Leptospermum grandifolium

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Woolly-tea Tree
Tea Tree Bairne Track.jpg
Ku-ring-gai Chase National Park, Australia
Scientific classification
Kingdom: Plantae
(unranked): Angiosperms
(unranked): Eudicots
(unranked): Rosids
Order: Myrtales
Family: Myrtaceae
Genus: Leptospermum
Species: L. grandifolium
Binomial name
Leptospermum grandifolium

Leptospermum lanigerum var. grandifolium (Sm.) Hook.f.

The mountain tea-tree (Leptospermum grandifolium) is a tall Australian shrub, up to 6 metres high. Often seen near creeks on soils derived from sandstone. It may also be seen in sub-alpine areas near Mount Kosciuszko. The specific epithet grandifolium refers to the “large leaves”, in comparison with the smaller leaves of other plants in this group.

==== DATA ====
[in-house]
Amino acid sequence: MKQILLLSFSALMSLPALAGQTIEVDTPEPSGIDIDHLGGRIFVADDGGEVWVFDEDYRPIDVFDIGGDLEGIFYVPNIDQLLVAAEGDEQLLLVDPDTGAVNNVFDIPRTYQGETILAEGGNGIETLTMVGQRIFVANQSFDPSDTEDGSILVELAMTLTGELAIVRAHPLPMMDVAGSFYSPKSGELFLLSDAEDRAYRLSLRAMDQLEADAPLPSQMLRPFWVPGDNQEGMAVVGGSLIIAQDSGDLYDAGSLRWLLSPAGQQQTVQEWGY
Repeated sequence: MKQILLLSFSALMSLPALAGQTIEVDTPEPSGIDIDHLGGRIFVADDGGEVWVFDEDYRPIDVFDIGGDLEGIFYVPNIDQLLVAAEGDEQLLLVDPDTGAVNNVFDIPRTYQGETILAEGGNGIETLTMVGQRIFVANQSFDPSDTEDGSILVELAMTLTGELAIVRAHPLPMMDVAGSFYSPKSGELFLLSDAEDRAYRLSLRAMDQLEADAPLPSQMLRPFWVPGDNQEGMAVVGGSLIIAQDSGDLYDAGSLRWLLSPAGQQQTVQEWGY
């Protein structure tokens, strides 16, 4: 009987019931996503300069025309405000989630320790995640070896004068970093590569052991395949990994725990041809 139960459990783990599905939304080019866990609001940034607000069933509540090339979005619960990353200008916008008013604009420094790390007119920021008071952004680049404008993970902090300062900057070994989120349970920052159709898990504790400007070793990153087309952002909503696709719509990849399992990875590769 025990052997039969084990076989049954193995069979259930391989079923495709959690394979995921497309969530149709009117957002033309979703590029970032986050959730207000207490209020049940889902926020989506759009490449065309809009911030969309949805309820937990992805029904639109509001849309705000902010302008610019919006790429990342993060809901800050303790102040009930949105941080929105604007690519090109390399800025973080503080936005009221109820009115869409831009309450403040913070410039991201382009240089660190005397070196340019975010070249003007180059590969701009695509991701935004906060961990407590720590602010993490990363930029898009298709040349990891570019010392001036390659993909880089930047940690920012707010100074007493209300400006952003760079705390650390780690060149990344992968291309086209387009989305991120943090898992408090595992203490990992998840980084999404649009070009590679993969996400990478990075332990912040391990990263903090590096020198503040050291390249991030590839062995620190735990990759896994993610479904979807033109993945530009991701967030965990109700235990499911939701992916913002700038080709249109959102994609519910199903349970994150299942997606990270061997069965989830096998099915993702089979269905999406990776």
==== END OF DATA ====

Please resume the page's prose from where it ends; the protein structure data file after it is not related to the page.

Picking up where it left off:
Three or five parallel veins may be seen on the leaves, which are around 1 to 3 cm long and 3 to 7 mm wide, having a sharp tip. The leaf's lower surface is felty, the top side is somewhat glossy. White flowers form singly, around 15 mm wide, usually from October to December. Fruiting capsules are hairy, 8 to 10 mm wide.[1]


  1. ^ Les Robinson - Field Guide to the Native Plants of Sydney, ISBN 978-0-7318-1211-0 page 53